Posted on March 16, 2018 in Drunk Driving
Arizona has some of the strictest DUI laws in the country, and, if you find yourself on the other side of the law, you need help from an experienced Phoenix DUI attorney since Arizona is a zero-tolerance state. This means that arresting a driver with a blood alcohol concentration (BAC) under .08 is legal if the officer believes alcohol or drugs have impaired the driver. The exception is if the BAC is under .05.
Most of the time, DUIs are a misdemeanor, but, in some cases, intoxicated driving may come with a felony conviction. What the law calls “extreme” or “aggravated” DUIs are felonies under Arizona statutes. Here is what you need to know about the difference between misdemeanor DUI and felony DUI.
Arizona has four classifications, or tiers, of DUIs. They are standard, extreme, super extreme, and aggravated:
A charge of standard, extreme, or super extreme DUI will result in a class 1 misdemeanor charge. The consequence for this ranges from 10 to 180 days of jail time and a fine ranging from $1500 to $4650, along with other possible restrictions and suspensions.
Most aggravated DUI charges are class 4 felonies. Driving impaired with a child under 15 in the vehicle is a less severe charge of class 6 felony. The penalties for aggravated DUI charges vary greatly but usually entail at least four months of prison time and at least $4,000 in fines.
Arizona has very strict DUI laws. Technically, you can be arrested for a DUI even if the car is off and you’re not driving. Police can charge someone who is sitting in the driver’s seat holding the vehicle’s keys with a DUI. The keys can even be in the person’s pocket. The point is that there was the potential to drive because you were in control of the vehicle.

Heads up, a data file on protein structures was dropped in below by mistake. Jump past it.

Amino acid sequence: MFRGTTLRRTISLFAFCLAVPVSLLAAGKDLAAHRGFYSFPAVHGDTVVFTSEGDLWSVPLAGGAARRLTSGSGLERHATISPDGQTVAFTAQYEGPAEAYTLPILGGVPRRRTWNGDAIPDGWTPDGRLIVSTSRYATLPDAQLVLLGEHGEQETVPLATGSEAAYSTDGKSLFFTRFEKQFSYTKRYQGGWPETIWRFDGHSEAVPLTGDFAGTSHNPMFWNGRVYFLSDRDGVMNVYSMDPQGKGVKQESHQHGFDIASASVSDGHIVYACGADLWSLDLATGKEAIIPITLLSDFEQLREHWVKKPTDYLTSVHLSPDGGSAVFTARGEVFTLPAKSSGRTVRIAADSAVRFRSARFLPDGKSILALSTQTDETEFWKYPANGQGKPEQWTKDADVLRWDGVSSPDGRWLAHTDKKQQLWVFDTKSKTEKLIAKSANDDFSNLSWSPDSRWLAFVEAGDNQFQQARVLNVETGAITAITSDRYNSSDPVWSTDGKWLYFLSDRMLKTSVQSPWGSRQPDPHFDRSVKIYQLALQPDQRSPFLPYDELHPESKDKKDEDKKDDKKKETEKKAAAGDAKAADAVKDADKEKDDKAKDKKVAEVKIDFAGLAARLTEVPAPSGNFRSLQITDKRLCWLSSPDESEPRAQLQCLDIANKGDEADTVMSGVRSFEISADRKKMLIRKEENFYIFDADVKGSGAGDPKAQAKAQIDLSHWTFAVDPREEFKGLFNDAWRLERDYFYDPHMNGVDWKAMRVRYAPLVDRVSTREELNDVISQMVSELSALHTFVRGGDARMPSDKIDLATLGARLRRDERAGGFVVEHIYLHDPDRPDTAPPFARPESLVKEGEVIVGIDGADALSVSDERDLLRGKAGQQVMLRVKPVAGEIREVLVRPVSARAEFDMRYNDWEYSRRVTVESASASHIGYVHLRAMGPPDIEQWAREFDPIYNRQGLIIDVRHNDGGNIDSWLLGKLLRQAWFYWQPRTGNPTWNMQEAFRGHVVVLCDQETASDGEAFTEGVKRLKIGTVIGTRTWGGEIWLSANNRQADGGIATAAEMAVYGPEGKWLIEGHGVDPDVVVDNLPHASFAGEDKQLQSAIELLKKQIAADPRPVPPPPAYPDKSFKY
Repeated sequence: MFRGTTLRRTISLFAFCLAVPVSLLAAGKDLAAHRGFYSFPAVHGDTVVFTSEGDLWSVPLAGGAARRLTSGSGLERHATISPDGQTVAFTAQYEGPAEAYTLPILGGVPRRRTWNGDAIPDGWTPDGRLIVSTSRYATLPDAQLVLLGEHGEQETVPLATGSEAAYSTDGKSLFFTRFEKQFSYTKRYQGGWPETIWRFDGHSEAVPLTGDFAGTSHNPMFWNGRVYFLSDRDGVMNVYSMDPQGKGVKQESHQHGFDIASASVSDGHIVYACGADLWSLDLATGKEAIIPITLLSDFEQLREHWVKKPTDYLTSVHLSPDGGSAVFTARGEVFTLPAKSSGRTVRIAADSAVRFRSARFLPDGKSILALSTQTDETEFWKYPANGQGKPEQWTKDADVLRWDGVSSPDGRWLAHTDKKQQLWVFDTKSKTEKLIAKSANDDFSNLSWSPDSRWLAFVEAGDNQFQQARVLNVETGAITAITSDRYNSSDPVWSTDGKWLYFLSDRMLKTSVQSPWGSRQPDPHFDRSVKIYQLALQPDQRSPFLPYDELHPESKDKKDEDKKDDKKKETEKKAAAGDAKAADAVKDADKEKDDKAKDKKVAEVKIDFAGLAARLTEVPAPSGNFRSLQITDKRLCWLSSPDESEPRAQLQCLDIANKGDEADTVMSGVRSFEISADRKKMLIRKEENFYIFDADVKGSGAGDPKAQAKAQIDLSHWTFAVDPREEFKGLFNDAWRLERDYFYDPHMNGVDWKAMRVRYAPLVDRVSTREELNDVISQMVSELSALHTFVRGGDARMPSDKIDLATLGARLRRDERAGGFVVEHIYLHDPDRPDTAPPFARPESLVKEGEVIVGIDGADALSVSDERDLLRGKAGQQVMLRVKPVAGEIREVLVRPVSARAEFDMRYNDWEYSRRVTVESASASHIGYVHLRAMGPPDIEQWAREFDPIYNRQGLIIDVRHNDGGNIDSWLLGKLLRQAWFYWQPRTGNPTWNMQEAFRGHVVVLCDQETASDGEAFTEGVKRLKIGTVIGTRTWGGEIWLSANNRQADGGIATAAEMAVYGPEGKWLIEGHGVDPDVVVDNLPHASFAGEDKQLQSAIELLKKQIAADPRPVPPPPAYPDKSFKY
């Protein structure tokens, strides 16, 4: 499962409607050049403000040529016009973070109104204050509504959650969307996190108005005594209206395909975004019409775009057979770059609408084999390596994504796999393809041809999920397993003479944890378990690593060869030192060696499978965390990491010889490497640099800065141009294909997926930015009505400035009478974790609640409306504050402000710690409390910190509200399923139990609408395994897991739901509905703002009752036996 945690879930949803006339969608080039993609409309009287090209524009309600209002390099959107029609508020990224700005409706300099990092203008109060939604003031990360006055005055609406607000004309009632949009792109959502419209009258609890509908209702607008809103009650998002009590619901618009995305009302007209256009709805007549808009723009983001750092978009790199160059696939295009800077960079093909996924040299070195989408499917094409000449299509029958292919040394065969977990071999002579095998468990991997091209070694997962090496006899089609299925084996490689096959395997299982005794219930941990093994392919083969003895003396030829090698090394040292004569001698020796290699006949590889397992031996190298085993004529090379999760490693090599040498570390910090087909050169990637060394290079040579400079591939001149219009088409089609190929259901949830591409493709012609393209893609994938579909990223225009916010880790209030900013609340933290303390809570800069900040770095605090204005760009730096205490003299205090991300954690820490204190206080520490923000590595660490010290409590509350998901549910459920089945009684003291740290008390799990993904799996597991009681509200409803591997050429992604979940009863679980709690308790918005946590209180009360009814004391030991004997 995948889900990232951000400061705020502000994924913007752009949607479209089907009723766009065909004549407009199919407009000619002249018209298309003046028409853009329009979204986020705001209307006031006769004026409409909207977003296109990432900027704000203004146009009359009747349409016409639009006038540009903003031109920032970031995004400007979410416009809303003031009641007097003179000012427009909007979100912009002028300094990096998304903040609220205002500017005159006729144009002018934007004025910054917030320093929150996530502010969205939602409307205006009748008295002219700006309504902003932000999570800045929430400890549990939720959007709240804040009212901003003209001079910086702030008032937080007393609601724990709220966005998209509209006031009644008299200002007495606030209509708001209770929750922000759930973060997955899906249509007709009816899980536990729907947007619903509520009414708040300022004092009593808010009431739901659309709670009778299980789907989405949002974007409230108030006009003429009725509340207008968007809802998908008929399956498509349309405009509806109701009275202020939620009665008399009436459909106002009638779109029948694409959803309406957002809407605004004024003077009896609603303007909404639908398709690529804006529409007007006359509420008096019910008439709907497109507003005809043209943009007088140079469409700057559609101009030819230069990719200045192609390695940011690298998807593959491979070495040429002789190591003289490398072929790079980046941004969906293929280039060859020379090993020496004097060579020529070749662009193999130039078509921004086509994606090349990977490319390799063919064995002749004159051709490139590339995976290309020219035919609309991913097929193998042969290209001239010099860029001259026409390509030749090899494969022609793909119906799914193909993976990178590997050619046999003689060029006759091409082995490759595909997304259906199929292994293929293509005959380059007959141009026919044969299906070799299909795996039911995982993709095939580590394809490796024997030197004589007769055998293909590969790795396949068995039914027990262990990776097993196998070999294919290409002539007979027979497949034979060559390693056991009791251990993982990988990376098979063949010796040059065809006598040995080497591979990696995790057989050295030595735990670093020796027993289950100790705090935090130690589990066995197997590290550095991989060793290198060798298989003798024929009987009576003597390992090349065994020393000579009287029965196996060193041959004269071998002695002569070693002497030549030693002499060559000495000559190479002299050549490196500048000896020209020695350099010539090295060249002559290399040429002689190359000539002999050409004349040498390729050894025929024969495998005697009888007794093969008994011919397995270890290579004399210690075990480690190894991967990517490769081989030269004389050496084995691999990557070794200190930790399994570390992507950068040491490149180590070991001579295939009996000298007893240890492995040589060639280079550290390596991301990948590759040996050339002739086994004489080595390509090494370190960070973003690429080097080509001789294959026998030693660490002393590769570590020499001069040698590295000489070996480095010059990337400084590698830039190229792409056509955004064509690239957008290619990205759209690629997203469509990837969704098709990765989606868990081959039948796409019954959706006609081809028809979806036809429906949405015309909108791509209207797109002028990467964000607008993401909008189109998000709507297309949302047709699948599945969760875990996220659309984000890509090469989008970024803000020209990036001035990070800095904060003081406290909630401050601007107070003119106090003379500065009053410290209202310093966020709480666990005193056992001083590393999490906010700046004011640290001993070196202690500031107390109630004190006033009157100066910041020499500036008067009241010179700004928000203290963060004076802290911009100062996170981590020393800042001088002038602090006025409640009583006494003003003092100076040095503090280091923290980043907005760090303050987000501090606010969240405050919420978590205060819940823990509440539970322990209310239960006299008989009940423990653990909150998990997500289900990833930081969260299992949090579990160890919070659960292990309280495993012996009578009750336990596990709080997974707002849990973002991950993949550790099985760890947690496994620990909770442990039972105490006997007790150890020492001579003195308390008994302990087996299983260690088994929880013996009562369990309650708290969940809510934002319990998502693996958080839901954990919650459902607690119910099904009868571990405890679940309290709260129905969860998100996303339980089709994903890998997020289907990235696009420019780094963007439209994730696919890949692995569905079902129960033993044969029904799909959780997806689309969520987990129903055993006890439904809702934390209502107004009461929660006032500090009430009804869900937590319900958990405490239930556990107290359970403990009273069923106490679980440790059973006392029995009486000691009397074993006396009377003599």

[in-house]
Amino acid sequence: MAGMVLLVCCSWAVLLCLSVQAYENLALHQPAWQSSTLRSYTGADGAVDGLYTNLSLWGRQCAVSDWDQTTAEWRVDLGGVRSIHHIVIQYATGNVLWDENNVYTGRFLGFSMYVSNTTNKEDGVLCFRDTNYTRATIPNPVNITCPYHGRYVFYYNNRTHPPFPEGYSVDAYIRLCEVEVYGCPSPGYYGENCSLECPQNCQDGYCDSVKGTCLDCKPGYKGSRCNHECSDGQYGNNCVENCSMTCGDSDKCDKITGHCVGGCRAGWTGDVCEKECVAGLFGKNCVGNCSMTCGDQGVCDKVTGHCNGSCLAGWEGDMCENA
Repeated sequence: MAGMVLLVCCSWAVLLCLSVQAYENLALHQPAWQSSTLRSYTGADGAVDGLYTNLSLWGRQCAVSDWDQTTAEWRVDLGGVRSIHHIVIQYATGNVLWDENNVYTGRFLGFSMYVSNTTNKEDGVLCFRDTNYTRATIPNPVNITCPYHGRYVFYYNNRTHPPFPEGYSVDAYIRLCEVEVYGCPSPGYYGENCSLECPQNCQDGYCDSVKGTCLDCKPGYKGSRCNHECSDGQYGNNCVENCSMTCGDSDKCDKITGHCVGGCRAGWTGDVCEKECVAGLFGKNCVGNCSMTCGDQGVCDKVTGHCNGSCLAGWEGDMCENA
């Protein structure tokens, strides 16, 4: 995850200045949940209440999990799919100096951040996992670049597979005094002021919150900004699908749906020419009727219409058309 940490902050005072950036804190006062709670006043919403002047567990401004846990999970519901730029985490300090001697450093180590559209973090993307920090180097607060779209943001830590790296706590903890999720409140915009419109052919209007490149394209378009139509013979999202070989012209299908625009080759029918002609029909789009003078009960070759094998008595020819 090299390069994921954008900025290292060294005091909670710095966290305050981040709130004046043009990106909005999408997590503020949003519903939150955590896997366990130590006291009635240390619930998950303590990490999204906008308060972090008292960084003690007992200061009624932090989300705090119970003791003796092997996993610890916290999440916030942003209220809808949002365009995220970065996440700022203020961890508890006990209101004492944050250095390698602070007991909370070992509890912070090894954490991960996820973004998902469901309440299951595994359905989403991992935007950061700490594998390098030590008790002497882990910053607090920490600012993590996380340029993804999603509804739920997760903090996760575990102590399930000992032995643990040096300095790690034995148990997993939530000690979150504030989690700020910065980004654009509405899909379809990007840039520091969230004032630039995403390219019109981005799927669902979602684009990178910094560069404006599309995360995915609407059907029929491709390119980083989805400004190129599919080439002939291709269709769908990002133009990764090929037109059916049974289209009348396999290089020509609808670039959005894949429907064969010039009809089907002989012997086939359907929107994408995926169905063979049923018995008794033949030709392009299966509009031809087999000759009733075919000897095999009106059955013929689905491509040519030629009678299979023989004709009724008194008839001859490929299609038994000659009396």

If you need to sleep it off in your car, it’s safest to crawl into the back seat. If the driver’s seat is the most comfortable, put the keys in the trunk so you can demonstrate to the officer that you don’t have access to them. Police can even charge bicyclists for biking under the influence.
Technically, refusing a breathalyzer test is legal, but the officer can suspend your license for a year if you refuse. It’s called an “admin per se” suspension and can be for two years if you’ve already refused a breathalyzer within the past seven years. Once you refuse, the officer will request a warrant to issue a blood test instead. Usually, the authorities grant such a warrant in less than an hour, so it generally isn’t enough time for an intoxicated person to sober up.
The consequences of felony and misdemeanor DUIs can be devastating. If you’re facing DUI charges, securing legal representation right away can make a big difference for the rest of your life.
For more information, contact the criminal defense attorney Craig Orent. Give us a call at (480) 656-7301 or visit our law office at 11811 N Tatum Blvd UNIT 3031, Phoenix, AZ 85028. We offer a free case evaluation, so get the help you deserve today.